No one likes to hear that the government is auditing them. Whether the Internal Revenue Service or revenue officials in Minnesota or Wisconsin wield the fine - toothed comb, the prospect of the process is enough to leave a person with a major lump in his or her throat.
Individuals in Minnesota and Wisconsin can find themselves in difficulty with the IRS for all sorts of reasons. Sometimes the wounds are self-inflicted. Sometimes they are the result of bad actions on the part of others. Regardless of how the troubles surface, action is required to get the matter resolved. If the tax dispute happens to be over an amount in the tens of thousands of dollars or more, it may well be time to call in a legal professional with solid experience to help.
Communication is a two-way street. It is successful when sender and receiver actually exchange information. Breakdowns in personal communications can mean big trouble for Minnesota spouses, parents, children and whole families. Business conducted without clear communication can quickly lead to disaster.
We have written before that when a Minnesota taxpayer is in a dispute with the IRS, it's important to have the right representation. The level of success may well depend not only on whether you have a qualified accountant at your side, but also if you have an experienced tax lawyer with you.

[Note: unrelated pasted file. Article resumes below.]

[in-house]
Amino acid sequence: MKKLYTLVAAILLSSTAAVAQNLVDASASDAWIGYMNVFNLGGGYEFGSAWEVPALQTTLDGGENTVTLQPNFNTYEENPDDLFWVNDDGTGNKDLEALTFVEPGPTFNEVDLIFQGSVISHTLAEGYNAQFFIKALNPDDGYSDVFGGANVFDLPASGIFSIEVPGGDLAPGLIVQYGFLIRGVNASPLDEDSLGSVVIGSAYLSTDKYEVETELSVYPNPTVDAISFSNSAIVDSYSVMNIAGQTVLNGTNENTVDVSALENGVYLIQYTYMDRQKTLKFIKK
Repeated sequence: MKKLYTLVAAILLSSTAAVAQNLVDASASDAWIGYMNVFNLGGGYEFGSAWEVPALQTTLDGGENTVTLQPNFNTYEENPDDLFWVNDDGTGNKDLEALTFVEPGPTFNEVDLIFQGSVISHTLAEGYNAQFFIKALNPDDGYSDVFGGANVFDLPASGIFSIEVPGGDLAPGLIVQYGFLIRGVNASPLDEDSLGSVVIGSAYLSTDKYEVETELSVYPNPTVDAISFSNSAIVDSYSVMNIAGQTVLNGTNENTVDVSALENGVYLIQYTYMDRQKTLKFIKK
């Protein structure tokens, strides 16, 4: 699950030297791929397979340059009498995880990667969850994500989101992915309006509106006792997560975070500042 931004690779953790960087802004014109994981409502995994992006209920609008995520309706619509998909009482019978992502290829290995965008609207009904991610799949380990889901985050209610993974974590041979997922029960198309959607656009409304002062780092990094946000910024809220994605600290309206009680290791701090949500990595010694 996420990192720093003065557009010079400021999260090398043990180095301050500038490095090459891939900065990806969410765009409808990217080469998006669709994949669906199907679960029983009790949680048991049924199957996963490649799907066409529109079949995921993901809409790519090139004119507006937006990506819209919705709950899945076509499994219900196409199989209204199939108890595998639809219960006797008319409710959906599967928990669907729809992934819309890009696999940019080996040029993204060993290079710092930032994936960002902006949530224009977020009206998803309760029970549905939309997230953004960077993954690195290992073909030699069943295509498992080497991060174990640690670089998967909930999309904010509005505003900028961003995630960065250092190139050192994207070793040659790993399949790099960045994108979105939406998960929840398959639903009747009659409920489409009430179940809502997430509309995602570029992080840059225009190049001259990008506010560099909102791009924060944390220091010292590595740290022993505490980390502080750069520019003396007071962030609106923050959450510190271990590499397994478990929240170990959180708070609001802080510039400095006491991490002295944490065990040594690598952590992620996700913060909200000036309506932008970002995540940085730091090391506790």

Not everyone is flush with ready cash at any given moment. Many families in Minneapolis-St. Paul work on tight budgets. So, when the IRS drops a notice on you that says you have an outstanding tax obligation due, it may not only come as a surprise but also cause you a lot of consternation. If you don't have the funds available to pay, what are you supposed to do?
Earlier this year we wrote about how the long arm of the Internal Revenue Service can crimp the free movement of individuals. As that set of posts noted, what the State Department gives -- that is, documentation of one's U.S. citizenship -- the IRS can take away if the individual owes more than $50,000 in taxes, interest and penalties. A passport could be also be revoked if a person is too delinquent on child support payments.
History has a way of repeating itself. The passing of Minnesota music icon Prince may serve to provide the latest legal battleground. That's because the rock star died last month without a will. Many may be aware that legal wrangling continues today over the estate of Michael Jackson. He died in 2009.
As of March 7, the IRS was still encouraging taxpayers who had had their identities stolen by fraudulent refund filers in the past to take the added precaution of getting an Identity Protection Personal Identification Number before filing this year. As of March 9, the agency had pulled the plug on the tool saying it had failed to offer the security intended.
We are continuing our discussion of a tax case recently decided by the Minnesota Supreme Court. While the taxpayers lived in Florida, they maintained a house in Minnetonka. In August 2007, they moved here permanently. When they filed their tax return with the state, they filed as part-time residents. The Department of Revenue determined that they had been full-time residents and, as a result, owed the state a tidy sum -- almost $650,000 -- in back taxes, interest and penalties.
A recent decision from the Minnesota Supreme Court illustrates a few important aspects of tax law. First, the statutes can be ambiguous. Second, the Department of Revenue's attempts to clarify a statute may not reflect legislative intent. Third, sometimes, a court can just confuse things even further.